Wednesday, July 20, 2011

Happy Birthday from Google!

Google wishes happy birthday to ..... ?


  1. Is this a trick question? OK then: Carlos Santana (who has yellow wrinkled phenotype).

  2. The inventor of data fudging and fraud in support of a pet theory!

  3. @Tom Rees
    While the jury is out on how to judge Mendel's fudging, this may tell you that cooking and trimming data are arts much older than Mendel:

    Babbage, Charles (1830). Reflections on the Decline of Science in England, and on Some of Its Causes. London: B. Fellowes.


  4. The claim that Mendel fudged his data is attributed to R.A. Fisher in 1936. The accusation has been contested by many other geneticists.

    Hart, D.L. and Fairbanks D.J. (2007) wrote ....

    In this article we summarize the nature of Fisher's criticism of the two key series of experiments. We argue that the criticism is not justified by the words that Mendel wrote or by the data presented in his paper. In the second series of experiments, Fisher appears to have misinterpreted the trait that Mendel actually examined (Fairbanks and Rytting 2001). In view of the manner in which Mendel likely carried out the experiment and the trait he probably scored, Mendel's expectation is more nearly correct than Fisher's. In the first series of experiments, the results do not differ significantly from Fisher's expectation, so there is no factual basis to claim a discrepancy. Indeed, in this series of experiments, Mendel repeated an experiment whose outcome he did not like, and the pooled results of the original experiment and the repeat fit Fisher's expectation almost exactly. Our conclusion is that, despite his painstaking reconstruction of Mendel's experiments, Fisher was intemperate if not reckless in alleging deliberate falsification.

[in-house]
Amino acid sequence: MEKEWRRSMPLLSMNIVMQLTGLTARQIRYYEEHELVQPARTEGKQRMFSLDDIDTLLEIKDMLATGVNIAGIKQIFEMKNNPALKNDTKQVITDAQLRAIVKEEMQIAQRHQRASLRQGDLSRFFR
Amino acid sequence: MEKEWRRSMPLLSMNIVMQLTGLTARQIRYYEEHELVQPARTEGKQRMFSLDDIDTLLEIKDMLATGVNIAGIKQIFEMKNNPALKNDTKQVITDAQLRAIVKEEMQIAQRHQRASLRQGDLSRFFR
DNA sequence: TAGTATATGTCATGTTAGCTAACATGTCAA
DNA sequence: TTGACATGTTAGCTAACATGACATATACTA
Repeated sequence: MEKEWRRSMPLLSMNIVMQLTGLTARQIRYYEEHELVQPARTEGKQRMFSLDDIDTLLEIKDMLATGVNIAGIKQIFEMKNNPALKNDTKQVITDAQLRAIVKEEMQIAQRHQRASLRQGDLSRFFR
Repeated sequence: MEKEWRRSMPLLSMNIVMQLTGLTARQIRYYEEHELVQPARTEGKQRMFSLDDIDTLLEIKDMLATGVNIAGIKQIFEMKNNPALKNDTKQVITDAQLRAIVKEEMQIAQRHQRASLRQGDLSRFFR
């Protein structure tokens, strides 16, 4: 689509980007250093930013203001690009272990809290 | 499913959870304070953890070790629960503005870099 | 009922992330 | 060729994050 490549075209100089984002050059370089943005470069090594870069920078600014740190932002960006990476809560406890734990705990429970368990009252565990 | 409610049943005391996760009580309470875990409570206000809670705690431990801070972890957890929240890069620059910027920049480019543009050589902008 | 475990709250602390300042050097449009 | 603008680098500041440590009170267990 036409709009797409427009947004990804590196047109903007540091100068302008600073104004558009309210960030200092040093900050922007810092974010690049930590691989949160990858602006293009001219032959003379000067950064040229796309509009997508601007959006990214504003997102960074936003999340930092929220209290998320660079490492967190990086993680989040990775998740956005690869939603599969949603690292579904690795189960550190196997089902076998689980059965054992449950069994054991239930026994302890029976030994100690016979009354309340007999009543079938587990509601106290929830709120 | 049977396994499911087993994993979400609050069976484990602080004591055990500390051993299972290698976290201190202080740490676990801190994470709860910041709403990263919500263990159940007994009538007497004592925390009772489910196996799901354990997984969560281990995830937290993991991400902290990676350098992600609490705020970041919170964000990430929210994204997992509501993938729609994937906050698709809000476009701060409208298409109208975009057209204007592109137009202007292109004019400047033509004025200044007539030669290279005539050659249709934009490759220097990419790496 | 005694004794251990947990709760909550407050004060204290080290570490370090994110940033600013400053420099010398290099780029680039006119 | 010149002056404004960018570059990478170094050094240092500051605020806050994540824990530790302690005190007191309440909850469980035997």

Novitski, E. (2004) wrote,

    Here I consider an alternative way of examining Mendel's procedures and results in those experiments (9 of 24 total) and suggest that Fisher, in his detailed and illuminating analysis of Mendel's results, may have erred in assigning specific expectations to those runs and that Mendel's expectations in fact may have been closer to the mark than Fisher's.

  5. It occurs to me that statistical analysis is a more exact science than classification. Very likely, Mendel was better at classification than Fisher, while Fisher was undoubtably better at statistical analysis.

    The problem with classification is that if you inadvertently don't notice the letter 'a' is missing, you end up with "classifiction."

    (And if I'm wrong about that, then here I am making a classification error and publishing a classifiction.)